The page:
Los Angeles For two decades, the PBS documentary series "P.O.V." has been resolute about living up to its title - presenting films with a fiercely strong point of view. In turn, it receives its share of viewer feedback.
One particular letter has a place of honor in the office of Simon Kilmurry, director of "P.O.V." producer American Documentary Inc. It's from prominent Christian entertainer Pat Boone about a 1999 film on a school prayer dispute.
"I certainly wouldn't have a well-rounded, comprehensive view of the situation if not for you and the well-produced special," Boone wrote, then went on to detail his own differing point of view, Kilmurry said.
"I treasure the letter because he did exactly what we want people to do - he gave us his personal reaction," Kilmurry said.
As "P.O.V." begins its 20th season today (check local listings) with an Africa-to-America refugee story, "Rain in a Dry Land," the series is more important than ever as a haven for works unlikely to reach an audience elsewhere on TV or perhaps a wide audience anywhere.
"We think it's really important that 'P.O.V.' be a place in the media where there can be an examination of issues that may be marginalized elsewhere," he said.
"P.O.V." provided a stage for the early efforts of filmmakers that it correctly dubs "documentary superstars," including Errol Morris, Jonathan Demo, Michael Moore and Freida Lee Mock. In doing so, it has picked up a sheaf of awards including 18 Emmys and 11 Peabodys.
The series also brought new attention to classic films including Albert and David Maysles' "Salesman," Fred Wiseman's "High School" and Mel Stuart's "Wattstax."
Over the years, Kilmurry said, the focus has moved from topics such as AIDS (1993's "Silverlake Life" was one memorable "P.O.V." film on the crisis) to immigration, and has broadened since Sept. 11 to consider the global community and America's place in it.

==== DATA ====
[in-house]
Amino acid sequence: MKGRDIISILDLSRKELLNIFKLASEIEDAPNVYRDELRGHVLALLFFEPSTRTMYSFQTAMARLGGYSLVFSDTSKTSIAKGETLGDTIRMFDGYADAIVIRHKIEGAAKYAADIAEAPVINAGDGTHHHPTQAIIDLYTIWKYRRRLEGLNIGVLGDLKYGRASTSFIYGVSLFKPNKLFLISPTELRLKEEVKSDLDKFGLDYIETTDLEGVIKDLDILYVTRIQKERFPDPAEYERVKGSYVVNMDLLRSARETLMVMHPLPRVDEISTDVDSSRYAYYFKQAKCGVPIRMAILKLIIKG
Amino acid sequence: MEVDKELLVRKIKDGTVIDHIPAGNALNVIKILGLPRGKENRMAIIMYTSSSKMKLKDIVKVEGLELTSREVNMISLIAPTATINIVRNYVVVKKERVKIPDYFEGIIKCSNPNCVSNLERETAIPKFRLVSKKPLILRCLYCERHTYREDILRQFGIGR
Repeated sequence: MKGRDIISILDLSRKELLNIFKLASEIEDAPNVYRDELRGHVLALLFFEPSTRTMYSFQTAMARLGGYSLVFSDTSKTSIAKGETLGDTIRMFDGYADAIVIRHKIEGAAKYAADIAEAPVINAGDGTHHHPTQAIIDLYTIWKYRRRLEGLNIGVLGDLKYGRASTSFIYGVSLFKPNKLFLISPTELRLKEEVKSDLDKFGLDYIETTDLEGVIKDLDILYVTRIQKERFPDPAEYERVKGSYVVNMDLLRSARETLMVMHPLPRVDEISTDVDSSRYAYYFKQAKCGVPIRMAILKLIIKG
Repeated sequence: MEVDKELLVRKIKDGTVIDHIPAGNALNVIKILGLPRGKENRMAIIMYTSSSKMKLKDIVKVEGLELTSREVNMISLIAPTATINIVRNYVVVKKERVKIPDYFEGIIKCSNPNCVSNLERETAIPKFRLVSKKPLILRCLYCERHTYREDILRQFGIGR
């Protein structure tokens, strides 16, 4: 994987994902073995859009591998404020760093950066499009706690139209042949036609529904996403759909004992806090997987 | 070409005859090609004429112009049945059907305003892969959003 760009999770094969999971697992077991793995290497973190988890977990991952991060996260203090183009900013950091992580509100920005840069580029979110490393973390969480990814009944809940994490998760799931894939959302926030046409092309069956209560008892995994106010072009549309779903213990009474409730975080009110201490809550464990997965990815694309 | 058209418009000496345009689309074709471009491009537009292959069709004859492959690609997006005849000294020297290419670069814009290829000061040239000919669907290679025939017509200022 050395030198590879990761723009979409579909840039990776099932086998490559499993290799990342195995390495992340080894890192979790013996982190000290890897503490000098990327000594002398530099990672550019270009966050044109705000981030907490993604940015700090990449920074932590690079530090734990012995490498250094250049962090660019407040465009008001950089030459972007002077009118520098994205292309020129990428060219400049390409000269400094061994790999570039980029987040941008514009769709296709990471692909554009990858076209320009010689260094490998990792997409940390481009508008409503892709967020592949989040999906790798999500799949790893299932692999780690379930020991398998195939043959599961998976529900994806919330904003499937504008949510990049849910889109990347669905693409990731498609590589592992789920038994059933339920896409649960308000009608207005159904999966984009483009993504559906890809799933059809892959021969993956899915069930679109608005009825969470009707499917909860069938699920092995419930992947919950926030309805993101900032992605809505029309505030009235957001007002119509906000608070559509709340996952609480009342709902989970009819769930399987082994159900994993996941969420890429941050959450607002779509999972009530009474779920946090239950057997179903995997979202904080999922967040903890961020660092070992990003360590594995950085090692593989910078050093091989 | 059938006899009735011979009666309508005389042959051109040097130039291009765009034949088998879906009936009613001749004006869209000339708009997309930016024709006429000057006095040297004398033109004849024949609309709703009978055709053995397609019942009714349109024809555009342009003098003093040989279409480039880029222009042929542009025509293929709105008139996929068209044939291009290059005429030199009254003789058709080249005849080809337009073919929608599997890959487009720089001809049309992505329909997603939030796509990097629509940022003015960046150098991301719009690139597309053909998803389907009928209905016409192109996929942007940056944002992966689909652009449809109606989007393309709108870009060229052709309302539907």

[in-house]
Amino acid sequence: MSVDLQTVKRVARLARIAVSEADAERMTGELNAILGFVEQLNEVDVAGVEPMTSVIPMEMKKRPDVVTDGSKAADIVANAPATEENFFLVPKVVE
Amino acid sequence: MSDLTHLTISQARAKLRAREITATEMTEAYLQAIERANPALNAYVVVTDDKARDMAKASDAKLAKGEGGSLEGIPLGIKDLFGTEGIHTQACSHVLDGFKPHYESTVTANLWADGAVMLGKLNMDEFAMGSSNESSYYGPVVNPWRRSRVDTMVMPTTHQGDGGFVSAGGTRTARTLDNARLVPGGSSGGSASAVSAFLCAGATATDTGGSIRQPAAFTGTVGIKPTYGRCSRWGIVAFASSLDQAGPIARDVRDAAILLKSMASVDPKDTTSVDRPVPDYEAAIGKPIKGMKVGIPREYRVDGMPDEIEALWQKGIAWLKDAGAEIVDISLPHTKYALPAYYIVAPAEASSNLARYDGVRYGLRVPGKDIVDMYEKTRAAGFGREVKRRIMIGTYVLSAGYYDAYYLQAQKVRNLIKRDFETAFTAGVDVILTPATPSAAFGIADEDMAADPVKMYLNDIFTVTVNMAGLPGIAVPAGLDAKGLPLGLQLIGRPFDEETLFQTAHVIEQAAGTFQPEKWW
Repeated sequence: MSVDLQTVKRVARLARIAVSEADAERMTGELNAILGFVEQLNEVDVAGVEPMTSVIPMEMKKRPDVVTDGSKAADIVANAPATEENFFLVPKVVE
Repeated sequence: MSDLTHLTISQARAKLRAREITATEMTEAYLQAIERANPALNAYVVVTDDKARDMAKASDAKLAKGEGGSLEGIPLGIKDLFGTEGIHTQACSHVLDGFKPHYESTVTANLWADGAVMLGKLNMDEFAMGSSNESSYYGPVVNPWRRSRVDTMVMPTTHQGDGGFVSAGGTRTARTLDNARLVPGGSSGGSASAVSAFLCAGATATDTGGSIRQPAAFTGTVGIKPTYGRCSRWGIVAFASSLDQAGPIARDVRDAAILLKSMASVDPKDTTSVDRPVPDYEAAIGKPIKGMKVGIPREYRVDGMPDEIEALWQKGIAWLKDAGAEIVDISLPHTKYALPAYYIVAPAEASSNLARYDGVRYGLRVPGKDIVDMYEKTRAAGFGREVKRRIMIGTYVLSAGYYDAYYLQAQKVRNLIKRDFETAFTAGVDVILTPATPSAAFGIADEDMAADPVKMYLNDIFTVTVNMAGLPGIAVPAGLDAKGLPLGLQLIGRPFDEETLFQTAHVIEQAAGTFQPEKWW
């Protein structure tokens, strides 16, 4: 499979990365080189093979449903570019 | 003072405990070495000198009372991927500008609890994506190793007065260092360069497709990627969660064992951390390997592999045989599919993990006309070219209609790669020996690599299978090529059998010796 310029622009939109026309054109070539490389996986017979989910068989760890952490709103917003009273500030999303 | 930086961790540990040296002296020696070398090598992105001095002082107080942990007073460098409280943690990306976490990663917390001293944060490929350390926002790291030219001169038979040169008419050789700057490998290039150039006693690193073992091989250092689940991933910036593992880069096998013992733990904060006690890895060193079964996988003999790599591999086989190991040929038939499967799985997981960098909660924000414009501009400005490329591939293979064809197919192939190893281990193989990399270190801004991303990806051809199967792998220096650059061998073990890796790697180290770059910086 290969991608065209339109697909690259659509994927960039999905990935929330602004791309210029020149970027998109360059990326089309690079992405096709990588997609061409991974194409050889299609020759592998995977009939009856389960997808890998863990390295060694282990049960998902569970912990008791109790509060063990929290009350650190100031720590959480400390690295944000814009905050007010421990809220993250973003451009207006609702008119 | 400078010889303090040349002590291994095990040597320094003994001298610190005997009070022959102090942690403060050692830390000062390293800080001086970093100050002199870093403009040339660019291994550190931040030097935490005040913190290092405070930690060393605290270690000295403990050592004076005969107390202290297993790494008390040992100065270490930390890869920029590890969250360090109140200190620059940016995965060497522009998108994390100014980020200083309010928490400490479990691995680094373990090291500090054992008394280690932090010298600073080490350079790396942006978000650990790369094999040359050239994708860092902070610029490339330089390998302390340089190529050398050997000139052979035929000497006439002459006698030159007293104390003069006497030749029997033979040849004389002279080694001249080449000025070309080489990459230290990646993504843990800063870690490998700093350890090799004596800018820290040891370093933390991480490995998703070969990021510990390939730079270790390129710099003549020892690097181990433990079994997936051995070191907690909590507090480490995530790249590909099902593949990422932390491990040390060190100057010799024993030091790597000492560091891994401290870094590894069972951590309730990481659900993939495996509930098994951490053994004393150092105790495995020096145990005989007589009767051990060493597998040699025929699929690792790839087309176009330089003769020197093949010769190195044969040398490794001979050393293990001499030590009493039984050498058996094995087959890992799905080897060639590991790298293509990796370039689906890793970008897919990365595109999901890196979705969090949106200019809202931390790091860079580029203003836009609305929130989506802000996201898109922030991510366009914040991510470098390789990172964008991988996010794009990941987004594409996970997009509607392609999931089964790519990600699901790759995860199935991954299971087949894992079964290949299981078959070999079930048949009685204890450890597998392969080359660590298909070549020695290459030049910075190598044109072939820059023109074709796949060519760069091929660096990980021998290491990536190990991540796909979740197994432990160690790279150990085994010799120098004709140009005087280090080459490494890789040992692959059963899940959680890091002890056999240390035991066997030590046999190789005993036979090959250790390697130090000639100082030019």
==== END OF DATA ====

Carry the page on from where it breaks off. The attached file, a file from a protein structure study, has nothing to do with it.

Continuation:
"P.O.V." is marking its anniversary with a DVD collection of 15 titles that reflect the sweep of the 250 films the series has aired. The DVD includes "American Tongues" from the 1988 debut broadcast and this season's "The Chances of the World Changing."
The season opener, Anne Makepeace's "Rain in a Dry Land," follows two Somali Bantu families from a refugee camp in Kenya through their first two years in America. They confront poverty and culture shock as one family settles in Springfield, Mass., the other in Atlanta.
Makepeace sees "P.O.V.' as an ideal fit for her project, which represented a leap of faith and personal financial risk when funding was in doubt.
"It was definitely the place I most wanted the film to have a home. Without 'P.O.V.,' where is it going to be shown (on TV)?" she said.
Makepeace is representative of the independent filmmakers who "feel a responsibility and a passion to tell these stories," Kilmurry said. "They're not in this to make money."
"P.O.V." producer American Documentary itself operates a tight ship, with a staff of 14 and an annual budget of $3.1 million. Some of that is used to fund films, which vary widely in cost but average about $400,000 to $500,000 to produce.
Up to 1,000 proposals or films are considered in choosing new projects, Kilmurry said. Sources include an open call, film festivals and markets. The series also advertises for submissions in a variety of forums, including the conservative National Review magazine.
Asked if he had an obligation to scour the filmmaking community more thoroughly for political diversity, Kilmurry said that additional resources would help.
But when a documentary takes a hit for liberal bias, Kilmurry has a ready reply: "The show is called 'P.O.V.'"